Zeotrope

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Interesting insights @adrianywu. I didn’t think any label was allowed to play the original masters 50x, but I assume your info is correct.
What record player are you using to compare?
I can tell you that my Nagra Reference TT/cartridge/HD Phono has no noticeable noise (and my horns will amplify the slightest noise), with most well pressed albums. And dynamics and frequency range, are incredible. Orchestral? I have grown up attending my father’s concerts (he is a professional violist) and I compare to that reference. Last year I was at John William’s 90th Birthday concert at Lincoln Center, seated in the 3rd row, center. Closing my eyes while playing the Raiders’ March from the DG Berlin concert took me right there - it was incredible.
Turntable innovation has come a lot further than tape machine innovation in the last 2-3 decades, so it would be interesting to compare a truly world class TT playback system with a R2R.
Tape is EQ’ed as well, for the same reasons that EQ is applied to vinyl.
And tape can only be played back ~50 times before degradation occurs (which is why these masters are not played more for the albums you mentioned).
I have not yet heard of a review between say a Nagra/SAT/TechDas AF0/1 with a world class phono stage and a top level R2R, with a tape that anyone can buy (I.e., not a one off master copy).
 
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adrianywu

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Interesting insights @adrianywu. I didn’t think any label was allowed to play the original masters 50x, but I assume your info is correct.
What record player are you using to compare?
I can tell you that my Nagra Reference TT/cartridge/HD Phono has no noticeable noise (and my horns will amplify the slightest noise), with most well pressed albums. And dynamics and frequency range, are incredible. Orchestral? I have grown up attending my father’s concerts (he is a professional violist) and I compare to that reference. Last year I was at John William’s 90th Birthday concert at Lincoln Center, seated in the 3rd row, center. Closing my eyes while playing the Raiders’ March from the DG Berlin concert took me right there - it was incredible.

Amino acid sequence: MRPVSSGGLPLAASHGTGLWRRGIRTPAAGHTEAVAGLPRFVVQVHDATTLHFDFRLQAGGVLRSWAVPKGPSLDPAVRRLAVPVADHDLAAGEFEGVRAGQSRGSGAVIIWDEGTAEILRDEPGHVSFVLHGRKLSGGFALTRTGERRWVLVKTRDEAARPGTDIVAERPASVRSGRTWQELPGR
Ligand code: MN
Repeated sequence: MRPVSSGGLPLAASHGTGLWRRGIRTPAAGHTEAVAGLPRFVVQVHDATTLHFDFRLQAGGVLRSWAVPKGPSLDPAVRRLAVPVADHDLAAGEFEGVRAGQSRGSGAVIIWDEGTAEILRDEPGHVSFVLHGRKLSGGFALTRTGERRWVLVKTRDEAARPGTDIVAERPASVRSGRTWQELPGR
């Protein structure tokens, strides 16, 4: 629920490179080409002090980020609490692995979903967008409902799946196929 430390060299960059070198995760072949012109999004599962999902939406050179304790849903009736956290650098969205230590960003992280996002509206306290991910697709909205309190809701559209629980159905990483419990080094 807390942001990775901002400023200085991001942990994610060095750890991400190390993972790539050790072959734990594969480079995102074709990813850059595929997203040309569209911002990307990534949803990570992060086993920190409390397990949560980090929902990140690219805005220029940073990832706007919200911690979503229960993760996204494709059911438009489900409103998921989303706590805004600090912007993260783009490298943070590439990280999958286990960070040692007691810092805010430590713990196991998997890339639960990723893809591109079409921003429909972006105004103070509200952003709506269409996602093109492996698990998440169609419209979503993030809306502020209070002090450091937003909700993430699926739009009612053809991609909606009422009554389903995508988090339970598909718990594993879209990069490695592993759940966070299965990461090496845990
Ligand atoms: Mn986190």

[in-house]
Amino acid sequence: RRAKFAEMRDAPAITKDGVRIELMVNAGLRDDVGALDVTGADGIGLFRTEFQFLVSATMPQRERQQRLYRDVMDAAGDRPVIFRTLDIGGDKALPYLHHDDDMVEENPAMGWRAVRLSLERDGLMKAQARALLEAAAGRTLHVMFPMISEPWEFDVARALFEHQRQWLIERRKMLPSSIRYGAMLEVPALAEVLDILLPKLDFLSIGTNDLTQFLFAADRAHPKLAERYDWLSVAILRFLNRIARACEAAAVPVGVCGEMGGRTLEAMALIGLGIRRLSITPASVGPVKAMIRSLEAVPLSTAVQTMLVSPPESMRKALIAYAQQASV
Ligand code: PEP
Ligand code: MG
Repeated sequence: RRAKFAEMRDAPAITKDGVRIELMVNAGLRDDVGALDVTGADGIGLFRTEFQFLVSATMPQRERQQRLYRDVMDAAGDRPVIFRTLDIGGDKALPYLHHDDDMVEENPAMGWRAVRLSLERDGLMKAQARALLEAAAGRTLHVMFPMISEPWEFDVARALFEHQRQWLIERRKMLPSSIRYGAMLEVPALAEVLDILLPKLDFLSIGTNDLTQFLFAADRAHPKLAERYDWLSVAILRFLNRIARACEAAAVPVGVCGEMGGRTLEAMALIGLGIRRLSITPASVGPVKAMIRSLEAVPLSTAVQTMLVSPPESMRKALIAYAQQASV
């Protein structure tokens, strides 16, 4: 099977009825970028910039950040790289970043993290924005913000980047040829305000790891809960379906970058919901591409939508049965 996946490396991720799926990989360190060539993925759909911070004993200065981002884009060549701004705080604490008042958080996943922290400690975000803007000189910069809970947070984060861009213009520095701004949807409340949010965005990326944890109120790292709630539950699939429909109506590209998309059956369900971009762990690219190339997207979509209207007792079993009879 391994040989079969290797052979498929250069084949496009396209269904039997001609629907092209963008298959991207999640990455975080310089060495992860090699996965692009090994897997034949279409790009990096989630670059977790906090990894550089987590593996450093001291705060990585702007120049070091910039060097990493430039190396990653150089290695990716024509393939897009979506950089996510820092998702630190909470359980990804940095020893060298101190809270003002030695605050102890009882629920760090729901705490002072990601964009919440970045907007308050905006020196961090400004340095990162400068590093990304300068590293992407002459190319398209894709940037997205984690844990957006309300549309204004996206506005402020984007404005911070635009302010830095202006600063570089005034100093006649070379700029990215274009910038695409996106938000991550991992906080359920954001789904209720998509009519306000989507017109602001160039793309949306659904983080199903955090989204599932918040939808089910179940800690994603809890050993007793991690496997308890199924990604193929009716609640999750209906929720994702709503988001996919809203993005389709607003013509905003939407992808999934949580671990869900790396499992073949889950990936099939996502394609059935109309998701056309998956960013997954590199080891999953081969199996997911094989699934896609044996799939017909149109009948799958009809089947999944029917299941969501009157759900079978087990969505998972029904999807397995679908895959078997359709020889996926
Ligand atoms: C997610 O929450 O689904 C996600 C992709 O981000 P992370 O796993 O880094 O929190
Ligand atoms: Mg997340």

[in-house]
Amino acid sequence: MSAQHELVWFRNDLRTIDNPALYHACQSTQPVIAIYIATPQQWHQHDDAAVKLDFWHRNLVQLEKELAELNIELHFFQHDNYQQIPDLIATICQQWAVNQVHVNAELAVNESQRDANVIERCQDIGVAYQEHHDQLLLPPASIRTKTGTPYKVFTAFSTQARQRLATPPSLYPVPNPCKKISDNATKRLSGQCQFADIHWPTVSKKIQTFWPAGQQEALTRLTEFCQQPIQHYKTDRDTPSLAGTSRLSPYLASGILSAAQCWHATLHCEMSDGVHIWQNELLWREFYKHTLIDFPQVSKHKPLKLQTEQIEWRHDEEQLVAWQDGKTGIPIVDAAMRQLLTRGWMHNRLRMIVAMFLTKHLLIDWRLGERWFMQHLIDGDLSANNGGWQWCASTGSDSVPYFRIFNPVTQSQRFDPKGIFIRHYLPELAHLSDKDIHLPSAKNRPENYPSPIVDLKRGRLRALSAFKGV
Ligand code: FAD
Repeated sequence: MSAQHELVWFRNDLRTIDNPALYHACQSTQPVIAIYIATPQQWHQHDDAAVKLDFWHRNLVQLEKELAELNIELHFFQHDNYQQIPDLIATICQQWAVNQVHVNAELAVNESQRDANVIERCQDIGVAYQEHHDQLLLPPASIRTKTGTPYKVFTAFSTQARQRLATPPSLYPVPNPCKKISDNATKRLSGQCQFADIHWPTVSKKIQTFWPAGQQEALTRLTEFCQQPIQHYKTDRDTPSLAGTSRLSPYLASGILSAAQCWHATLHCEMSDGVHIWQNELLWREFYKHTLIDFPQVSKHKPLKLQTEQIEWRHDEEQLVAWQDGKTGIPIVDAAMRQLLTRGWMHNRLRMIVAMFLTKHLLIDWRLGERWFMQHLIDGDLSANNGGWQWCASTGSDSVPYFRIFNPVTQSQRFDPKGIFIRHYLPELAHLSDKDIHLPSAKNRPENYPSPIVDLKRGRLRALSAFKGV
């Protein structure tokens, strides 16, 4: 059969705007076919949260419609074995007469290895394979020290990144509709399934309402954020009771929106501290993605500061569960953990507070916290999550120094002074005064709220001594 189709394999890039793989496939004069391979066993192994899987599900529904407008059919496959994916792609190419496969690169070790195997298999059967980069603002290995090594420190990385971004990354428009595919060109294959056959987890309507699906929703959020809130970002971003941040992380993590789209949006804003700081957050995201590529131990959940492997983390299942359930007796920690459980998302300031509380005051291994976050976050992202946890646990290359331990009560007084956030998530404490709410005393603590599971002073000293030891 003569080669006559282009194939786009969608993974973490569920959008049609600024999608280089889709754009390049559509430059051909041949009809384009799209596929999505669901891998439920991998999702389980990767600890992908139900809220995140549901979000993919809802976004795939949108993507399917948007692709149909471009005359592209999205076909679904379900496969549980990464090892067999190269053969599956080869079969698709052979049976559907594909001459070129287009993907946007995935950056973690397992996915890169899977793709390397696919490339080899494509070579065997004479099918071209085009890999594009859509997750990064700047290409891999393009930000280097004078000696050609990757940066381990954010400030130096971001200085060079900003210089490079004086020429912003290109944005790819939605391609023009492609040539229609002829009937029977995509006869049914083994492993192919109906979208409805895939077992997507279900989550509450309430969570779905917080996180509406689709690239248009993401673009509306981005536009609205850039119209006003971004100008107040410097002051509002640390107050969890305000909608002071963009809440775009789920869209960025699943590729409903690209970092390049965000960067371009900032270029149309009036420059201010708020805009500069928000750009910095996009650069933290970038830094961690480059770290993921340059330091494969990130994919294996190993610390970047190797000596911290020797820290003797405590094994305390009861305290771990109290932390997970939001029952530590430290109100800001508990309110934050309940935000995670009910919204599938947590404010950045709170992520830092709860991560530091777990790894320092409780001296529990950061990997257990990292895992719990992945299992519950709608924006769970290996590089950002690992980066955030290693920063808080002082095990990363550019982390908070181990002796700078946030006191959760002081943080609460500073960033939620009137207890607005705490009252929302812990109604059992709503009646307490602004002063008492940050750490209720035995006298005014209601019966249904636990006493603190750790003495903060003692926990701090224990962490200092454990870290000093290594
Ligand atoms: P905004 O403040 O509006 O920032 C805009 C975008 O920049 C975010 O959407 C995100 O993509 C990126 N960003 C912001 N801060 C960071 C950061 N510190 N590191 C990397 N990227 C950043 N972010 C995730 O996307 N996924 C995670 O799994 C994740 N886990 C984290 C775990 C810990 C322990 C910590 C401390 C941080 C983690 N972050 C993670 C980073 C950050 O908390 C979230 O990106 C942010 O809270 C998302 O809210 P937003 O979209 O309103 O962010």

Turntable innovation has come a lot further than tape machine innovation in the last 2-3 decades, so it would be interesting to compare a truly world class TT playback system with a R2R.
Tape is EQ’ed as well, for the same reasons that EQ is applied to vinyl.
And tape can only be played back ~50 times before degradation occurs (which is why these masters are not played more for the albums you mentioned).
I have not yet heard of a review between say a Nagra/SAT/TechDas AF0/1 with a world class phono stage and a top level R2R, with a tape that anyone can buy (I.e., not a one off master copy).
I am only using a CTC Garrard 301 with an Alfred Bokrand 12" tonearm and Ikeda TT9 cartridge. That vs. a Nagra T Audio tape machine might not seem fair, but the Nagra did cost less when I bought it :)
I don't think the major differences come from the playback, but mostly from how the two media are made. Cutting a record involves electrical to mechanical conversion, and playback goes the other way. My experience with audio systems is that any time there is an electrical/mechanical interface (phono cartridge, loudspeaker driver, microphone), signal loss and distortion are orders of magnitude higher. You only need to compare the distortion figures of a speaker driver or a phono cartridge with that of an amplifier. And cutting lacquer is even more complicated, requiring hundreds of watts of power, as compared to just tracing the record groove or creating sound waves in air. As for Eq, the RIAA curve is more complicated than IEC with just one time constant, or NAB with two time constants. Bass frequencies under 100Hz also need to be summed to mono when cutting lacquer.
On professional machines, tapes can probably be played back 100 times or more before there is noticeable degradation. On the other hand, high frequencies start to diminish the first time an LP is played and the diamond shaves the groove. In fact, high frequencies start to diminish right after a lacquer is cut, since the groove changes shape as the lacquer cools down after the cutting stylus has passed. Therefore, mastering engineers try to get lacquers plated ASAP after cutting. This is one of the reasons why DMM was invented, but it has its own set of problems.